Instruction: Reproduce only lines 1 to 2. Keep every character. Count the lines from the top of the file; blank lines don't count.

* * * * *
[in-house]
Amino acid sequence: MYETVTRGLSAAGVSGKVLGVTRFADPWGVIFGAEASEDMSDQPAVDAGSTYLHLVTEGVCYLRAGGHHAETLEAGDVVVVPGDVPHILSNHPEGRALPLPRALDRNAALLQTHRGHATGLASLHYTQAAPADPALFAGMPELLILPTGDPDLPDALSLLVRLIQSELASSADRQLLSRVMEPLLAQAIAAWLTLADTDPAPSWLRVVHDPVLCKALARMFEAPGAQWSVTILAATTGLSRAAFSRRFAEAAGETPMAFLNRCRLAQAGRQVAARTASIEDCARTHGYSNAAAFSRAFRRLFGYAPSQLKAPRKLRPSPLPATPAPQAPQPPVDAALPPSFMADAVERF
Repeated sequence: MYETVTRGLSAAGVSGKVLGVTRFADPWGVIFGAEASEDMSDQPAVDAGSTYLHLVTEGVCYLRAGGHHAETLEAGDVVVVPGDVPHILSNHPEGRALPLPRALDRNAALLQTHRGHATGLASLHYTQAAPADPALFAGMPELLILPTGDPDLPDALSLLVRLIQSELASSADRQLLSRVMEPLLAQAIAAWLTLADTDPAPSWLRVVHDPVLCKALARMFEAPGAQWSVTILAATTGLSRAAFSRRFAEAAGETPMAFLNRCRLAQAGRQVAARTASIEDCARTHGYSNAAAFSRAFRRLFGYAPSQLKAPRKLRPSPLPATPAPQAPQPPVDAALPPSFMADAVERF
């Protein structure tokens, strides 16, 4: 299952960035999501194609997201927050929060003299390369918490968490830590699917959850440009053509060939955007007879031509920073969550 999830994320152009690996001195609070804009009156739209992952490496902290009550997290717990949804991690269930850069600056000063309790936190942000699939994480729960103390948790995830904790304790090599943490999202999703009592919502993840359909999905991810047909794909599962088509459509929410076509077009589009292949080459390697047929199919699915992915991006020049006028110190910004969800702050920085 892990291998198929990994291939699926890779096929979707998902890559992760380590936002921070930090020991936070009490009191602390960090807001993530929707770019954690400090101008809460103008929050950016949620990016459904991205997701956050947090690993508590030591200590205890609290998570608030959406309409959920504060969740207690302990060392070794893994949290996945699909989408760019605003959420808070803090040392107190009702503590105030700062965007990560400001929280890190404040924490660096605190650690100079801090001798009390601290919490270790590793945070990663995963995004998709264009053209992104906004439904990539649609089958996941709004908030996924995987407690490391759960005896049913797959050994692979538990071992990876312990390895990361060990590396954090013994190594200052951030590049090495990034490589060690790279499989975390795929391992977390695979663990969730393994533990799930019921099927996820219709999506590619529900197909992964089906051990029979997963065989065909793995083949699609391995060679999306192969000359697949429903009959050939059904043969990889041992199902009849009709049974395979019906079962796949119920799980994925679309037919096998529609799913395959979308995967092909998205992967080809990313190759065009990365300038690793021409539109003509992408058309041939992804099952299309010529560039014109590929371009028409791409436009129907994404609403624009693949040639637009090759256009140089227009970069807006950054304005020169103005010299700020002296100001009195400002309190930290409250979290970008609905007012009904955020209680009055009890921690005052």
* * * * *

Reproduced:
[in-house]
Amino acid sequence: MYETVTRGLSAAGVSGKVLGVTRFADPWGVIFGAEASEDMSDQPAVDAGSTYLHLVTEGVCYLRAGGHHAETLEAGDVVVVPGDVPHILSNHPEGRALPLPRALDRNAALLQTHRGHATGLASLHYTQAAPADPALFAGMPELLILPTGDPDLPDALSLLVRLIQSELASSADRQLLSRVMEPLLAQAIAAWLTLADTDPAPSWLRVVHDPVLCKALARMFEAPGAQWSVTILAATTGLSRAAFSRRFAEAAGETPMAFLNRCRLAQAGRQVAARTASIEDCARTHGYSNAAAFSRAFRRLFGYAPSQLKAPRKLRPSPLPATPAPQAPQPPVDAALPPSFMADAVERF